AsianScientist (Jun. 19, 2020) – Climatologists have found that if the ongoing Taal volcanic eruption in the Philippines becomes more violent, the gases released are likely to produce an El Niño event during the 2020-21 winter, a more intense polar vortex and warming across Eurasia. These findings have been published in Advances in Atmospheric Sciences.
When Taal volcano near Manila started erupting on January 12, ash spewed 14 kilometers into the air, coating villages in a blanket of dust and affecting nearly 460,000 people, many of whom lost access to electricity and fresh water. Despite the significant impact, the eruption so far has been tame compared to some of the biggest eruptions in history, and the Philippine Institute of Volcanology and Seismology (PHIVOLCS) has since downgraded its alert.
But these same volcanologists now warn that the Taal volcano may merely be in a lull and that the risk of a more dangerous eruption still exists.
“The Taal eruption has been terrible for local communities,” said Dr. Liu Fei, a researcher with China’s Sun Yat-sen University. “But it has also become a deep global concern, with potentially hazardous consequences for the Earth’s climate.”
Fine ash and sulfur dioxide from eruptions block incoming solar radiation, thus reducing heat at Earth’s surface that in turn produces atmospheric warming. As a result, for a year after especially violent eruptions, it can be cooler than normal across much of the planet. But in addition to the cooling, there can also be a warming in the first post-eruption winter in the northern hemisphere as surface temperatures rebounds.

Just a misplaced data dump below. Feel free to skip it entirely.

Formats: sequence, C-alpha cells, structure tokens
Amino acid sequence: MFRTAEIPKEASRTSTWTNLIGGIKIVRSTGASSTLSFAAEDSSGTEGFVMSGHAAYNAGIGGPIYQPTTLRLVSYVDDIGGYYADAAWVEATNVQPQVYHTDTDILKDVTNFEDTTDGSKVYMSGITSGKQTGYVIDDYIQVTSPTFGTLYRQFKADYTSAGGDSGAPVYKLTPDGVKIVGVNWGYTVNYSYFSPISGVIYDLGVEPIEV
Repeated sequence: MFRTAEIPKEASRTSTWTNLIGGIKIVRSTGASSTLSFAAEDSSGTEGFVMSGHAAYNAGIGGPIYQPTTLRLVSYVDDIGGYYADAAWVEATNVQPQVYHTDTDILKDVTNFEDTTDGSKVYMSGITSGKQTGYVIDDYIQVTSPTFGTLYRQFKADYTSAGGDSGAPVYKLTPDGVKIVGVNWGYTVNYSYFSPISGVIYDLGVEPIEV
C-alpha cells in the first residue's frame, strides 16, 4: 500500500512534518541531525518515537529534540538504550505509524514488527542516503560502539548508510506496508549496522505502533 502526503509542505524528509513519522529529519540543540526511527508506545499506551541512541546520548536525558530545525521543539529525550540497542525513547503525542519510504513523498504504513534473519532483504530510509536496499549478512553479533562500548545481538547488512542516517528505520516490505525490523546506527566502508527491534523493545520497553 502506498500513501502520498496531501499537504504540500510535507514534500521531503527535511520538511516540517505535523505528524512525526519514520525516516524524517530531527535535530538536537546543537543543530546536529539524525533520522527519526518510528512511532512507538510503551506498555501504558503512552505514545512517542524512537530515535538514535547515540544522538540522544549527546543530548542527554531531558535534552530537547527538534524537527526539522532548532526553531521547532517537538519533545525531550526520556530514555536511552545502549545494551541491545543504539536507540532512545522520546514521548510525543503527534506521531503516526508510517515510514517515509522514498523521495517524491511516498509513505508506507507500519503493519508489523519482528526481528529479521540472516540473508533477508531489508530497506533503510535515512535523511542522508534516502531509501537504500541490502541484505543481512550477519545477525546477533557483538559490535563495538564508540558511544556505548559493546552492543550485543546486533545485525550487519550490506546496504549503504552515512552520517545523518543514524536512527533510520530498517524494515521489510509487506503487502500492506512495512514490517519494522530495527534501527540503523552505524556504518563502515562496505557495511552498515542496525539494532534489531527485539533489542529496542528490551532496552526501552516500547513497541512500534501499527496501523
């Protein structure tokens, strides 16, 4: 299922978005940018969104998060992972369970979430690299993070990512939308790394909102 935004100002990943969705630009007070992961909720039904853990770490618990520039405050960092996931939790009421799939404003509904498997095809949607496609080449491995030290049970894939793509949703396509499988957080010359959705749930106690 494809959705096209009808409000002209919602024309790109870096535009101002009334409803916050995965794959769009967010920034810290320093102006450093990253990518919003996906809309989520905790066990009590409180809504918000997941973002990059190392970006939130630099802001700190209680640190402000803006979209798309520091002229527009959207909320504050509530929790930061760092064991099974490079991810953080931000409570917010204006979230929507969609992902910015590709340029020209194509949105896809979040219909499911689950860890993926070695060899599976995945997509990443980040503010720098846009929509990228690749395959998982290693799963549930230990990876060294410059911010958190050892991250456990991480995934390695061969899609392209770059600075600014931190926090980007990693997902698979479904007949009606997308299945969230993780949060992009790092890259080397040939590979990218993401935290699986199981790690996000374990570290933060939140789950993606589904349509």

However, there are still some gaps between the climate impacts of volcanoes projected by computer simulations and what observations demonstrate. So Liu and his team from Nanjing University of Information Science and Technology, University of Hawaii, Zhejiang University, Institute of Atmospheric Physics at Chinese Academy of Sciences, Nanjing Normal University and University of Gothenburg, are using the Taal eruption as a real-time assessment tool of the impact of volcanic eruptions on the climate in order to improve models.
The researchers took data on the scale of volcanic eruptions worldwide over the past 1,100 years taken from Greenland and Antarctica ice cores and inputted this into global climate models. This then allowed them to project the impact of the Taal eruption.
They reckon there is a high likelihood (83 percent probability) of an El Niño-like warming event during the 2020/21 winter if the magnitude of the Taal eruption reaches a mid-range ‘volcanic explosive index.’ Such an eruption would also produce an enhanced polar vortex—a large area of low pressure and cold air surrounding the Earth’s North and South poles, which in turn would drive warming across the Eurasian continent.
The researchers’ next step will be to use the eruption to better assess impacts from stratospheric aerosol geo-engineering (also known as solar radiation management), a theoretical method of reducing global warming by injecting sulfate aerosols into the stratosphere via balloons that would work as a sort of ‘deliberate’ volcanic eruption.
The article can be found at: Liu et al. (2020) Could the Recent Taal Volcano Eruption Trigger an El Niño and Lead to Eurasian Warming?
Source: Institute of Atmospheric Physics; Photo: Shutterstock.
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